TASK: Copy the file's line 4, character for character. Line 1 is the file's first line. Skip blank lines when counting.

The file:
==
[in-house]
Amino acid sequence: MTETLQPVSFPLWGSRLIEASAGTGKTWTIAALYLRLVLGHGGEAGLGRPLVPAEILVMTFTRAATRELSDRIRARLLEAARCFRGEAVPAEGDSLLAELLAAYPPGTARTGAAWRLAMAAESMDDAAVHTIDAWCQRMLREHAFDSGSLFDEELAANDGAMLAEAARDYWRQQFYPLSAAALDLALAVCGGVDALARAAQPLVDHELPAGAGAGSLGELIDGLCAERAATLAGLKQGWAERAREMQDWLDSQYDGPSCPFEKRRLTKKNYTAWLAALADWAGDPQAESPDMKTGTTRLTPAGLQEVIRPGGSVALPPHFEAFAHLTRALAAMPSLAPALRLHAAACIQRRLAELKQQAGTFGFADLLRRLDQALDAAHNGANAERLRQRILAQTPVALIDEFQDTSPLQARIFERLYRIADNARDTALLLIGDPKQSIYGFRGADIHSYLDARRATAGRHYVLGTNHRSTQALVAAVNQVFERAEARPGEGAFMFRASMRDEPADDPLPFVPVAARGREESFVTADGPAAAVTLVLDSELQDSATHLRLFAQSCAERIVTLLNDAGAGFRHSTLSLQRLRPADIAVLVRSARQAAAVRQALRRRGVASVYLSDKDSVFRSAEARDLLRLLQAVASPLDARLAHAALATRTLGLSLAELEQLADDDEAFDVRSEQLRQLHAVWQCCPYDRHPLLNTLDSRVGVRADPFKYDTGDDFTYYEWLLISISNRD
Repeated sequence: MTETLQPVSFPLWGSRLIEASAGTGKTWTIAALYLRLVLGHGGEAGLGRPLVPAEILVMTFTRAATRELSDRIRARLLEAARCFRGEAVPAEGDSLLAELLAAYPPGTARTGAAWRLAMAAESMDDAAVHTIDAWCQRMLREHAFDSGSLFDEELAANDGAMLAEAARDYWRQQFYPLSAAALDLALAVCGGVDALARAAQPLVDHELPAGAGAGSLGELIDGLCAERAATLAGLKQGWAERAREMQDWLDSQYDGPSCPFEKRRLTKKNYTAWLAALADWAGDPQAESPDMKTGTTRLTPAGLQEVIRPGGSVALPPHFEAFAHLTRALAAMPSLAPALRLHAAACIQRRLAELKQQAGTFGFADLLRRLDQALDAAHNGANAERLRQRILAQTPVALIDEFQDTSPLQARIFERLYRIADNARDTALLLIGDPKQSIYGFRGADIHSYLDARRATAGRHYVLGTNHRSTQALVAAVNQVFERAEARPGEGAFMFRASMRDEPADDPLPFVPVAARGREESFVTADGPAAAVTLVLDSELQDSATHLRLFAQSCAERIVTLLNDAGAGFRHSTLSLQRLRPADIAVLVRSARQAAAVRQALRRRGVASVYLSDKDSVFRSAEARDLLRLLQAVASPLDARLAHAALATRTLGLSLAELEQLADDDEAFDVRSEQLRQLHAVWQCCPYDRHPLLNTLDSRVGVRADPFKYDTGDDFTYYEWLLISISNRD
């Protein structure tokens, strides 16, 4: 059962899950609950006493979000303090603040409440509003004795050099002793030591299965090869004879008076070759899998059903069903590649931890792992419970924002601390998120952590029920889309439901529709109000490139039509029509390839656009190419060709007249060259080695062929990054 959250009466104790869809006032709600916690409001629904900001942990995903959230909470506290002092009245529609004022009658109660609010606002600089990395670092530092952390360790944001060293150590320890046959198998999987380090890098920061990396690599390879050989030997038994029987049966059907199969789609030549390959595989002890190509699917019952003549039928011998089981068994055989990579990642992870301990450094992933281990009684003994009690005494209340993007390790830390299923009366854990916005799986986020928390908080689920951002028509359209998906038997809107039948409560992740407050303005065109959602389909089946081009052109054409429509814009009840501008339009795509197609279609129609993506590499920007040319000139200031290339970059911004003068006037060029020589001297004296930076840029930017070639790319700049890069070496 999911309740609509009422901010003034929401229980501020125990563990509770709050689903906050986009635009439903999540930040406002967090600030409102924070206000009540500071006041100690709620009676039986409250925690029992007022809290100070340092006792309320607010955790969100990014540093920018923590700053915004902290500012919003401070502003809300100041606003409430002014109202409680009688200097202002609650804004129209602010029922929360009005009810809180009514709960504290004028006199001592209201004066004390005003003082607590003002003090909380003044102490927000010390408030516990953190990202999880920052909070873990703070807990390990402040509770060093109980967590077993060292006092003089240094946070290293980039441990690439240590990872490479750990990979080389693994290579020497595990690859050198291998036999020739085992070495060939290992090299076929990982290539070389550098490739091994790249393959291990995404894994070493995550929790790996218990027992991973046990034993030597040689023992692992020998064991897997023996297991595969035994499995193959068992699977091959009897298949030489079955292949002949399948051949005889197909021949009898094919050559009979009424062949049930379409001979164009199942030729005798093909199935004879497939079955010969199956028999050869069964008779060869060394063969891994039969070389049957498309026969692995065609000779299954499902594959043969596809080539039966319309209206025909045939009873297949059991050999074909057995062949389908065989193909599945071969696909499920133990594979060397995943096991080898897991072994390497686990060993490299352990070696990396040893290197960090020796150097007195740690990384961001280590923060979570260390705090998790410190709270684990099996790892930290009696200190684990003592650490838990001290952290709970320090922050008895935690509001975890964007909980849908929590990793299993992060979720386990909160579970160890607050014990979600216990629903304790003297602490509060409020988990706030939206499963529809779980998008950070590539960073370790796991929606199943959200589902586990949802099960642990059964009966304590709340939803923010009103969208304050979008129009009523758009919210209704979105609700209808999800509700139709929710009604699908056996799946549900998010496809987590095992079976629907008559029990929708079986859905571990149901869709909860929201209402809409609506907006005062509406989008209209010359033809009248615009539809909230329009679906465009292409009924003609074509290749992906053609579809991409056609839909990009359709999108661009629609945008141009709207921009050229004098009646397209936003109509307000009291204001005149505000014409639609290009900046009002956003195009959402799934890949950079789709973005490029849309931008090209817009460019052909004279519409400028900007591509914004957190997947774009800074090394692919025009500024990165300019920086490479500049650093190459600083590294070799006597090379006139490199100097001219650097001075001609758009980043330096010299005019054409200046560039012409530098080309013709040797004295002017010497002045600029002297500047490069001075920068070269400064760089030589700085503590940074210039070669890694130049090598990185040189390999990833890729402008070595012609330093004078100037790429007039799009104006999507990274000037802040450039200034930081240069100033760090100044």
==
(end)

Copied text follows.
């Protein structure tokens, strides 16, 4: 059962899950609950006493979000303090603040409440509003004795050099002793030591299965090869004879008076070759899998059903069903590649931890792992419970924002601390998120952590029920889309439901529709109000490139039509029509390839656009190419060709007249060259080695062929990054 959250009466104790869809006032709600916690409001629904900001942990995903959230909470506290002092009245529609004022009658109660609010606002600089990395670092530092952390360790944001060293150590320890046959198998999987380090890098920061990396690599390879050989030997038994029987049966059907199969789609030549390959595989002890190509699917019952003549039928011998089981068994055989990579990642992870301990450094992933281990009684003994009690005494209340993007390790830390299923009366854990916005799986986020928390908080689920951002028509359209998906038997809107039948409560992740407050303005065109959602389909089946081009052109054409429509814009009840501008339009795509197609279609129609993506590499920007040319000139200031290339970059911004003068006037060029020589001297004296930076840029930017070639790319700049890069070496 999911309740609509009422901010003034929401229980501020125990563990509770709050689903906050986009635009439903999540930040406002967090600030409102924070206000009540500071006041100690709620009676039986409250925690029992007022809290100070340092006792309320607010955790969100990014540093920018923590700053915004902290500012919003401070502003809300100041606003409430002014109202409680009688200097202002609650804004129209602010029922929360009005009810809180009514709960504290004028006199001592209201004066004390005003003082607590003002003090909380003044102490927000010390408030516990953190990202999880920052909070873990703070807990390990402040509770060093109980967590077993060292006092003089240094946070290293980039441990690439240590990872490479750990990979080389693994290579020497595990690859050198291998036999020739085992070495060939290992090299076929990982290539070389550098490739091994790249393959291990995404894994070493995550929790790996218990027992991973046990034993030597040689023992692992020998064991897997023996297991595969035994499995193959068992699977091959009897298949030489079955292949002949399948051949005889197909021949009898094919050559009979009424062949049930379409001979164009199942030729005798093909199935004879497939079955010969199956028999050869069964008779060869060394063969891994039969070389049957498309026969692995065609000779299954499902594959043969596809080539039966319309209206025909045939009873297949059991050999074909057995062949389908065989193909599945071969696909499920133990594979060397995943096991080898897991072994390497686990060993490299352990070696990396040893290197960090020796150097007195740690990384961001280590923060979570260390705090998790410190709270684990099996790892930290009696200190684990003592650490838990001290952290709970320090922050008895935690509001975890964007909980849908929590990793299993992060979720386990909160579970160890607050014990979600216990629903304790003297602490509060409020988990706030939206499963529809779980998008950070590539960073370790796991929606199943959200589902586990949802099960642990059964009966304590709340939803923010009103969208304050979008129009009523758009919210209704979105609700209808999800509700139709929710009604699908056996799946549900998010496809987590095992079976629907008559029990929708079986859905571990149901869709909860929201209402809409609506907006005062509406989008209209010359033809009248615009539809909230329009679906465009292409009924003609074509290749992906053609579809991409056609839909990009359709999108661009629609945008141009709207921009050229004098009646397209936003109509307000009291204001005149505000014409639609290009900046009002956003195009959402799934890949950079789709973005490029849309931008090209817009460019052909004279519409400028900007591509914004957190997947774009800074090394692919025009500024990165300019920086490479500049650093190459600083590294070799006597090379006139490199100097001219650097001075001609758009980043330096010299005019054409200046560039012409530098080309013709040797004295002017010497002045600029002297500047490069001075920068070269400064760089030589700085503590940074210039070669890694130049090598990185040189390999990833890729402008070595012609330093004078100037790429007039799009104006999507990274000037802040450039200034930081240069100033760090100044």